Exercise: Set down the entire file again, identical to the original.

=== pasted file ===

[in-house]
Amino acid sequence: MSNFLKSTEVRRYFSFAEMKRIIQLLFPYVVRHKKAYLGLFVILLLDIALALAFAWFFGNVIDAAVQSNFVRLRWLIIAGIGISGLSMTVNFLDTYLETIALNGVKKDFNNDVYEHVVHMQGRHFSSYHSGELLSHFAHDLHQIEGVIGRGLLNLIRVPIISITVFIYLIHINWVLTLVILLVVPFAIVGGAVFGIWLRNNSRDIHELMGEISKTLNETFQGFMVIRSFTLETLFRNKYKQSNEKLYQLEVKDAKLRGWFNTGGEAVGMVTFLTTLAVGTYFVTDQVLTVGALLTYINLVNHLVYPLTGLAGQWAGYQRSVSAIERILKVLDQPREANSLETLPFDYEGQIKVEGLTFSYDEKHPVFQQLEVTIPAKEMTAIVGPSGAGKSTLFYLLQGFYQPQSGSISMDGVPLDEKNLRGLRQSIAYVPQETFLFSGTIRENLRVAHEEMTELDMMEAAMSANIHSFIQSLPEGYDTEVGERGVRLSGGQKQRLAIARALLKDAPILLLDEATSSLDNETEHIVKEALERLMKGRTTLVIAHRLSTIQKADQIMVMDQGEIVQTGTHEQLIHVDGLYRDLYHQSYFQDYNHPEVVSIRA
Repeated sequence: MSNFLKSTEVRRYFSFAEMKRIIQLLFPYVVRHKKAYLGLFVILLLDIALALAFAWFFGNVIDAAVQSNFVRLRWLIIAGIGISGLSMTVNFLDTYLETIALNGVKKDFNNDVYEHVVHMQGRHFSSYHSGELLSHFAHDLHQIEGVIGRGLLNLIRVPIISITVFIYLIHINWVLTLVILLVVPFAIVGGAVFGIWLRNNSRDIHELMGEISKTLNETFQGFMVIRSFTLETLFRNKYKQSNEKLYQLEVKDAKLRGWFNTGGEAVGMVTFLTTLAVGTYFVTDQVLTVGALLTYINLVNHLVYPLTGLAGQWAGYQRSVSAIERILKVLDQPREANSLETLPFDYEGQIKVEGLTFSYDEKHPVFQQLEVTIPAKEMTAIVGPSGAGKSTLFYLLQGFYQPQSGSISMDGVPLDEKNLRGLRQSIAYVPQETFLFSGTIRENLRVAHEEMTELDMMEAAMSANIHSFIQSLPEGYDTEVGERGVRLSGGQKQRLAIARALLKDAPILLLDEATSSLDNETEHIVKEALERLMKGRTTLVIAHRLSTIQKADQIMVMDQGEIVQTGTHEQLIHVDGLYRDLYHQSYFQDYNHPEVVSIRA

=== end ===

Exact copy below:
[in-house]
Amino acid sequence: MSNFLKSTEVRRYFSFAEMKRIIQLLFPYVVRHKKAYLGLFVILLLDIALALAFAWFFGNVIDAAVQSNFVRLRWLIIAGIGISGLSMTVNFLDTYLETIALNGVKKDFNNDVYEHVVHMQGRHFSSYHSGELLSHFAHDLHQIEGVIGRGLLNLIRVPIISITVFIYLIHINWVLTLVILLVVPFAIVGGAVFGIWLRNNSRDIHELMGEISKTLNETFQGFMVIRSFTLETLFRNKYKQSNEKLYQLEVKDAKLRGWFNTGGEAVGMVTFLTTLAVGTYFVTDQVLTVGALLTYINLVNHLVYPLTGLAGQWAGYQRSVSAIERILKVLDQPREANSLETLPFDYEGQIKVEGLTFSYDEKHPVFQQLEVTIPAKEMTAIVGPSGAGKSTLFYLLQGFYQPQSGSISMDGVPLDEKNLRGLRQSIAYVPQETFLFSGTIRENLRVAHEEMTELDMMEAAMSANIHSFIQSLPEGYDTEVGERGVRLSGGQKQRLAIARALLKDAPILLLDEATSSLDNETEHIVKEALERLMKGRTTLVIAHRLSTIQKADQIMVMDQGEIVQTGTHEQLIHVDGLYRDLYHQSYFQDYNHPEVVSIRA
Repeated sequence: MSNFLKSTEVRRYFSFAEMKRIIQLLFPYVVRHKKAYLGLFVILLLDIALALAFAWFFGNVIDAAVQSNFVRLRWLIIAGIGISGLSMTVNFLDTYLETIALNGVKKDFNNDVYEHVVHMQGRHFSSYHSGELLSHFAHDLHQIEGVIGRGLLNLIRVPIISITVFIYLIHINWVLTLVILLVVPFAIVGGAVFGIWLRNNSRDIHELMGEISKTLNETFQGFMVIRSFTLETLFRNKYKQSNEKLYQLEVKDAKLRGWFNTGGEAVGMVTFLTTLAVGTYFVTDQVLTVGALLTYINLVNHLVYPLTGLAGQWAGYQRSVSAIERILKVLDQPREANSLETLPFDYEGQIKVEGLTFSYDEKHPVFQQLEVTIPAKEMTAIVGPSGAGKSTLFYLLQGFYQPQSGSISMDGVPLDEKNLRGLRQSIAYVPQETFLFSGTIRENLRVAHEEMTELDMMEAAMSANIHSFIQSLPEGYDTEVGERGVRLSGGQKQRLAIARALLKDAPILLLDEATSSLDNETEHIVKEALERLMKGRTTLVIAHRLSTIQKADQIMVMDQGEIVQTGTHEQLIHVDGLYRDLYHQSYFQDYNHPEVVSIRA